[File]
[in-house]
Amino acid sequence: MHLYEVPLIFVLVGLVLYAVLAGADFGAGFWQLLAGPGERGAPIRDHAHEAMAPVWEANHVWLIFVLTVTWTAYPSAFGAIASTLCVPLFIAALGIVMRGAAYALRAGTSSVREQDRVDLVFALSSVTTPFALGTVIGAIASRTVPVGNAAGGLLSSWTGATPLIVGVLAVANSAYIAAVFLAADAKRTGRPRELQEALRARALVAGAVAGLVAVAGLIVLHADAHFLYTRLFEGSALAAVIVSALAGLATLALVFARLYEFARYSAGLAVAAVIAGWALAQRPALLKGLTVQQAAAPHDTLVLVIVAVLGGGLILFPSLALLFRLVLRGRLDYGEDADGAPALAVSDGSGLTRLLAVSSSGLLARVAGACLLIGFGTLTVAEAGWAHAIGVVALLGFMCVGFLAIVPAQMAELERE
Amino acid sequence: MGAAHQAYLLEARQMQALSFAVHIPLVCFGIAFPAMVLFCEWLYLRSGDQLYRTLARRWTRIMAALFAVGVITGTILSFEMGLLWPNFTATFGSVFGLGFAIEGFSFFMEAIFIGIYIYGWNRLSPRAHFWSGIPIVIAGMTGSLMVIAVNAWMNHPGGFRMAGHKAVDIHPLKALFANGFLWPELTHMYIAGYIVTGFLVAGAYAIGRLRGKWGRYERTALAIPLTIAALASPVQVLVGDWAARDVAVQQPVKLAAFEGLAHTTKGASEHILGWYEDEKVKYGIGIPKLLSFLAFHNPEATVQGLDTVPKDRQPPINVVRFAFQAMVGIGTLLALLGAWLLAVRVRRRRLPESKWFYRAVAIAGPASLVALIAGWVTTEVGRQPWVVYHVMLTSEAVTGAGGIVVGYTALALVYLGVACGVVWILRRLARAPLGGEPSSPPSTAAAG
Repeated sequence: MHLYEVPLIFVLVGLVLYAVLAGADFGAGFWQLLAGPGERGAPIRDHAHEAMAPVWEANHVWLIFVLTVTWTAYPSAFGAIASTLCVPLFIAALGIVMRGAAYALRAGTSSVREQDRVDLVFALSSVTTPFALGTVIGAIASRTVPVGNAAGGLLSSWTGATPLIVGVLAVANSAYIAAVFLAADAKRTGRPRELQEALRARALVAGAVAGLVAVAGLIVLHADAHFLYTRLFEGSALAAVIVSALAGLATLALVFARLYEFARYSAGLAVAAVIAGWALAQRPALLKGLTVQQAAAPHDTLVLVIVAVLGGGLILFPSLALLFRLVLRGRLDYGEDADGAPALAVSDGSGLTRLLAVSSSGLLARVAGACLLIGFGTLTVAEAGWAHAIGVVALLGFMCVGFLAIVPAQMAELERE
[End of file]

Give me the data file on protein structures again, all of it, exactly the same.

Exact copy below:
[in-house]
Amino acid sequence: MHLYEVPLIFVLVGLVLYAVLAGADFGAGFWQLLAGPGERGAPIRDHAHEAMAPVWEANHVWLIFVLTVTWTAYPSAFGAIASTLCVPLFIAALGIVMRGAAYALRAGTSSVREQDRVDLVFALSSVTTPFALGTVIGAIASRTVPVGNAAGGLLSSWTGATPLIVGVLAVANSAYIAAVFLAADAKRTGRPRELQEALRARALVAGAVAGLVAVAGLIVLHADAHFLYTRLFEGSALAAVIVSALAGLATLALVFARLYEFARYSAGLAVAAVIAGWALAQRPALLKGLTVQQAAAPHDTLVLVIVAVLGGGLILFPSLALLFRLVLRGRLDYGEDADGAPALAVSDGSGLTRLLAVSSSGLLARVAGACLLIGFGTLTVAEAGWAHAIGVVALLGFMCVGFLAIVPAQMAELERE
Amino acid sequence: MGAAHQAYLLEARQMQALSFAVHIPLVCFGIAFPAMVLFCEWLYLRSGDQLYRTLARRWTRIMAALFAVGVITGTILSFEMGLLWPNFTATFGSVFGLGFAIEGFSFFMEAIFIGIYIYGWNRLSPRAHFWSGIPIVIAGMTGSLMVIAVNAWMNHPGGFRMAGHKAVDIHPLKALFANGFLWPELTHMYIAGYIVTGFLVAGAYAIGRLRGKWGRYERTALAIPLTIAALASPVQVLVGDWAARDVAVQQPVKLAAFEGLAHTTKGASEHILGWYEDEKVKYGIGIPKLLSFLAFHNPEATVQGLDTVPKDRQPPINVVRFAFQAMVGIGTLLALLGAWLLAVRVRRRRLPESKWFYRAVAIAGPASLVALIAGWVTTEVGRQPWVVYHVMLTSEAVTGAGGIVVGYTALALVYLGVACGVVWILRRLARAPLGGEPSSPPSTAAAG
Repeated sequence: MHLYEVPLIFVLVGLVLYAVLAGADFGAGFWQLLAGPGERGAPIRDHAHEAMAPVWEANHVWLIFVLTVTWTAYPSAFGAIASTLCVPLFIAALGIVMRGAAYALRAGTSSVREQDRVDLVFALSSVTTPFALGTVIGAIASRTVPVGNAAGGLLSSWTGATPLIVGVLAVANSAYIAAVFLAADAKRTGRPRELQEALRARALVAGAVAGLVAVAGLIVLHADAHFLYTRLFEGSALAAVIVSALAGLATLALVFARLYEFARYSAGLAVAAVIAGWALAQRPALLKGLTVQQAAAPHDTLVLVIVAVLGGGLILFPSLALLFRLVLRGRLDYGEDADGAPALAVSDGSGLTRLLAVSSSGLLARVAGACLLIGFGTLTVAEAGWAHAIGVVALLGFMCVGFLAIVPAQMAELERE